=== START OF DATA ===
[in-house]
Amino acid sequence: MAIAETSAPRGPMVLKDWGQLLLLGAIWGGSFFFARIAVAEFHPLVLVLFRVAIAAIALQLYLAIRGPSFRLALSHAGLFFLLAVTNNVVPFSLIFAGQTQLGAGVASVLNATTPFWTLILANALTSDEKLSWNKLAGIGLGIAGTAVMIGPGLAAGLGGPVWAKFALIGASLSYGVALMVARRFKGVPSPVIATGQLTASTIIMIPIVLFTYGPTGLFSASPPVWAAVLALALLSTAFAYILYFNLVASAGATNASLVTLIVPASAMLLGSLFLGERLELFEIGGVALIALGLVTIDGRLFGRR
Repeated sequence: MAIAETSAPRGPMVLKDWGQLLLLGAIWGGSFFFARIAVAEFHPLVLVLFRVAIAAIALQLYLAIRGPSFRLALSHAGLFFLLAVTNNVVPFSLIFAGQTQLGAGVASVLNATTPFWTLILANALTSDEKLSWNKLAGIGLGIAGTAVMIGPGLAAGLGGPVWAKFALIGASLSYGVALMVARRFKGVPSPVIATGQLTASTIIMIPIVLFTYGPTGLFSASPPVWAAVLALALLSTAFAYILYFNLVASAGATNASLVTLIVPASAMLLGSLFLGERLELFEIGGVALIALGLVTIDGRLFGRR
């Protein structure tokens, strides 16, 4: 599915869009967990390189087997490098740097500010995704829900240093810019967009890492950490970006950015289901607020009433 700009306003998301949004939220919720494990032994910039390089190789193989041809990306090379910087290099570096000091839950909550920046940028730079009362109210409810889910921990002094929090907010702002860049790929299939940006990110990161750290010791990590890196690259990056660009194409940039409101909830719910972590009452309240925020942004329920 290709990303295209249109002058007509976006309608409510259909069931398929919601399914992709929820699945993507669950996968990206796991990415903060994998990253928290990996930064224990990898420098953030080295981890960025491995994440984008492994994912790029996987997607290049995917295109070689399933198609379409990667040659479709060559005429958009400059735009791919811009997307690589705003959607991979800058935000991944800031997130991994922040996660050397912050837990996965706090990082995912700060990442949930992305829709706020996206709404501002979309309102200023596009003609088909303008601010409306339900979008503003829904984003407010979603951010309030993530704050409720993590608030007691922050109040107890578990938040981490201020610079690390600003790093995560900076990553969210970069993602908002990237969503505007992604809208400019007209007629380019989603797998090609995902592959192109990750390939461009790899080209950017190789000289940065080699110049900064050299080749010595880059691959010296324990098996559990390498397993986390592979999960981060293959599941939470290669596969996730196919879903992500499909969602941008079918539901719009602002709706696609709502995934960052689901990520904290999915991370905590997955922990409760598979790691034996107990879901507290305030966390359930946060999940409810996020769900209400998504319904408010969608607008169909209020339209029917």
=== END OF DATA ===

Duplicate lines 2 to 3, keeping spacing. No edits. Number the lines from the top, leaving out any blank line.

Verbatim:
Amino acid sequence: MAIAETSAPRGPMVLKDWGQLLLLGAIWGGSFFFARIAVAEFHPLVLVLFRVAIAAIALQLYLAIRGPSFRLALSHAGLFFLLAVTNNVVPFSLIFAGQTQLGAGVASVLNATTPFWTLILANALTSDEKLSWNKLAGIGLGIAGTAVMIGPGLAAGLGGPVWAKFALIGASLSYGVALMVARRFKGVPSPVIATGQLTASTIIMIPIVLFTYGPTGLFSASPPVWAAVLALALLSTAFAYILYFNLVASAGATNASLVTLIVPASAMLLGSLFLGERLELFEIGGVALIALGLVTIDGRLFGRR
Repeated sequence: MAIAETSAPRGPMVLKDWGQLLLLGAIWGGSFFFARIAVAEFHPLVLVLFRVAIAAIALQLYLAIRGPSFRLALSHAGLFFLLAVTNNVVPFSLIFAGQTQLGAGVASVLNATTPFWTLILANALTSDEKLSWNKLAGIGLGIAGTAVMIGPGLAAGLGGPVWAKFALIGASLSYGVALMVARRFKGVPSPVIATGQLTASTIIMIPIVLFTYGPTGLFSASPPVWAAVLALALLSTAFAYILYFNLVASAGATNASLVTLIVPASAMLLGSLFLGERLELFEIGGVALIALGLVTIDGRLFGRR